Let’s Talk About Cabin In The Woods [SPOILERS]
If you’ve somehow stumbled in here and managed to miss the spoiler tag in the headline and ambled into this story unaware, here is one last warning–I am going to spoil Cabin in the Woods. If you simply must know what I thought of the film here is the quick and dirty review: It’s a generally fun and fast horror movie that isn’t particularly scary, but manages to work considerably because of its impressive deconstruction of the genre, and is incredibly worthy of seeing if you enjoy horror movies. Now, if you want to avoid spoilers, SCRAM! You have been warned.
When I stepped foot out of the theater I couldn’t fathom how to “review” Cabin in the Woods without talking about the interesting twists and turns of its core conceit. I’m sure it’s possible, but talking around Cabin’s story would be the absolute worst thing to write. I decided that what I really wanted to do was to talk about this film with people who’ve seen it and have more of a discussion about the film and what it was trying to do instead of just critiquing it.
The greatest thing about Cabin in the Woods is that the script by Joss Whedon and director Drew Goddard allows Cabin to exist in the same universe as nearly every horror film created. Hell, based on the ending, Cabin could potentially exist in the same universe as the Goddard scripted monster movie, Cloverfield.
Everything in Cabin has been carefully constructed to evoke some piece of other horror movies. Our “heroes” meet a creepy gas station attendant who spouts evil sounding cryptic messages–he’s working for the facility to unbalance the kids. Marty (Fran Kranz) is smoking a ton of pot? It’s been treated with harder drugs to keep him perpetually stoned. Jules (Anna Hutchison) dyes her hair blonde? The facility has it treated with drugs to make her act like the horny ditz from a horror movie. Even the titular cabin is methodically created to look like something from a horror movie (in this case Evil Dead). The film’s title (which I initially thought was pretty derivative) was carefully chosen to subvert your idea of what this film is. It’s not about the cabin or the woods…not really. We spend more time in the facility than the cabin. But, the name plays into the genre deconstruction that Goddard and Whedon are playing with.
The main conceit of the underground facility directing the murders of people who fall into horror stereotypes in order to appease an ancient god is incredibly intriguing and my only issues with the film relate to the very definitive conclusion that prevents a sequel from being made. I would totally be interested in a series of films showing the inner workings of the facility. A complex housing every type of horror movie monster imaginable? Hell yes, I want more of that. There’s even an explanation as to why the goody-two shoes “virginal” character survives to the end of horror movies. It’s such a clever and simple sounding idea within the film that I sort of have to wonder why it’s taken someone this long to come up with an idea like this.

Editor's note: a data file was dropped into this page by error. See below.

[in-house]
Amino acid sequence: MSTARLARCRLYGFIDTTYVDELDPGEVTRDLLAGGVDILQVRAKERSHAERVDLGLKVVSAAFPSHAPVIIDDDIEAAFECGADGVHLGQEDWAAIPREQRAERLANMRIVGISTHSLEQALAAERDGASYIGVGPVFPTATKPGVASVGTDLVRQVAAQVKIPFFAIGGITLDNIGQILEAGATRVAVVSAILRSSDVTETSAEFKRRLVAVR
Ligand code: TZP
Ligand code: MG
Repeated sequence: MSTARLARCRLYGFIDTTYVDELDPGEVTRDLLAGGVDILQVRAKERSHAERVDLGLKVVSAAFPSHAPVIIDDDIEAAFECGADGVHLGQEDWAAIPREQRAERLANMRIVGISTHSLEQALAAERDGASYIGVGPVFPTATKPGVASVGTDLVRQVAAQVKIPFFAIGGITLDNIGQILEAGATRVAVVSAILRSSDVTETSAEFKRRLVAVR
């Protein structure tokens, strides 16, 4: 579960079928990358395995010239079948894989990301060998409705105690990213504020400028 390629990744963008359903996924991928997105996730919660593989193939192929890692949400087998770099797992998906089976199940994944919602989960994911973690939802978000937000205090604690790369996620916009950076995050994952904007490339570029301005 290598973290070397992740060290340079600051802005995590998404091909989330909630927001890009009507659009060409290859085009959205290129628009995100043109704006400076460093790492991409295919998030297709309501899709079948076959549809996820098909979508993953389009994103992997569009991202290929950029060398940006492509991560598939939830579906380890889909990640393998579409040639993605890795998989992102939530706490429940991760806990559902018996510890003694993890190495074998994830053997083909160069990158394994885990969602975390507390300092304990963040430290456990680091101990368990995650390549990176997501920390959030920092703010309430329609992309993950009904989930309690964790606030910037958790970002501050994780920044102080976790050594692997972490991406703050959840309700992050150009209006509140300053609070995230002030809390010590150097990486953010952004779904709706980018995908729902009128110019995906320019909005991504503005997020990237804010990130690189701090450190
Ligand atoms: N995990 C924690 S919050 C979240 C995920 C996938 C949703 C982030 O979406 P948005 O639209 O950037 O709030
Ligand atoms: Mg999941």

It’s like The Hunger Games, only instead of Panem Tributes fighting to the death with Gamemakers controlling every aspect of an arena, it’s people trying to survive a horror movie while the facility employees (playing the role of Gamemakers wonderfully) carefully control the enclosed area where they’ve trapped the people–setting off traps, chemicals, and eyeing monitors to watch the entire thing.
The main cast is so effortlessly charming. Chris “Thor” Hemsworth proves again that he’s leading man material (even if he’s not the main character here) as he plays a character that’s lead down the path to being the jock stereotype, but still manages to be frighteningly warm in the role. Kristen Connolly’s character fits into the Whedon hero model very nicely. Fran Kranz is hilarious at times as the stoner with a heart of gold.
It’s not a perfect film though. It’s not particularly scary (outside of a few jump scares) and it’s lousy at giving any real answers to the myriad questions I had throughout about the nature of the facility and the beasties contained within, but Whedon’s trademark humor and snappy dialogue keep things interesting throughout. And if I’m being brutally honest, if I find the film lacking of more information it’s only because whats there is so good that I wanted more.
So that’s it, I’m sure I haven’t spoiled every thing in this movie yet. I’ll leave that up to you in comments. Fire away! What did you think of Cabin in the Woods?